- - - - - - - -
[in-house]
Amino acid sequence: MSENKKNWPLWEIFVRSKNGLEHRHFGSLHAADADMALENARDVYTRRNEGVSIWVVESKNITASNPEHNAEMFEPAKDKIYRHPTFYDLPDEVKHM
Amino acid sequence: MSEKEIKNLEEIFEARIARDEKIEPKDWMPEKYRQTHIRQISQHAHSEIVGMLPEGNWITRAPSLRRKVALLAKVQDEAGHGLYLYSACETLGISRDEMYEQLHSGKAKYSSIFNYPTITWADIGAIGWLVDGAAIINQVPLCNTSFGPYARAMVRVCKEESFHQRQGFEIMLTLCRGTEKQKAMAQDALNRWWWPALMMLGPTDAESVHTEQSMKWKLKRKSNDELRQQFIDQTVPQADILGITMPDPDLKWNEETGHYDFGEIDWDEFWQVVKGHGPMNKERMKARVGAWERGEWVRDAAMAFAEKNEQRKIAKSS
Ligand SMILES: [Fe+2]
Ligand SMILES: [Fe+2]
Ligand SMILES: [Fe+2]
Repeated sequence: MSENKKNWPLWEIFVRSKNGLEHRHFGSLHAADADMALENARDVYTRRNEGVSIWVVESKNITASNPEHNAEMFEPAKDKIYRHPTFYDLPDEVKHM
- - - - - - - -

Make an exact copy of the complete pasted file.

[in-house]
Amino acid sequence: MSENKKNWPLWEIFVRSKNGLEHRHFGSLHAADADMALENARDVYTRRNEGVSIWVVESKNITASNPEHNAEMFEPAKDKIYRHPTFYDLPDEVKHM
Amino acid sequence: MSEKEIKNLEEIFEARIARDEKIEPKDWMPEKYRQTHIRQISQHAHSEIVGMLPEGNWITRAPSLRRKVALLAKVQDEAGHGLYLYSACETLGISRDEMYEQLHSGKAKYSSIFNYPTITWADIGAIGWLVDGAAIINQVPLCNTSFGPYARAMVRVCKEESFHQRQGFEIMLTLCRGTEKQKAMAQDALNRWWWPALMMLGPTDAESVHTEQSMKWKLKRKSNDELRQQFIDQTVPQADILGITMPDPDLKWNEETGHYDFGEIDWDEFWQVVKGHGPMNKERMKARVGAWERGEWVRDAAMAFAEKNEQRKIAKSS
Ligand SMILES: [Fe+2]
Ligand SMILES: [Fe+2]
Ligand SMILES: [Fe+2]
Repeated sequence: MSENKKNWPLWEIFVRSKNGLEHRHFGSLHAADADMALENARDVYTRRNEGVSIWVVESKNITASNPEHNAEMFEPAKDKIYRHPTFYDLPDEVKHM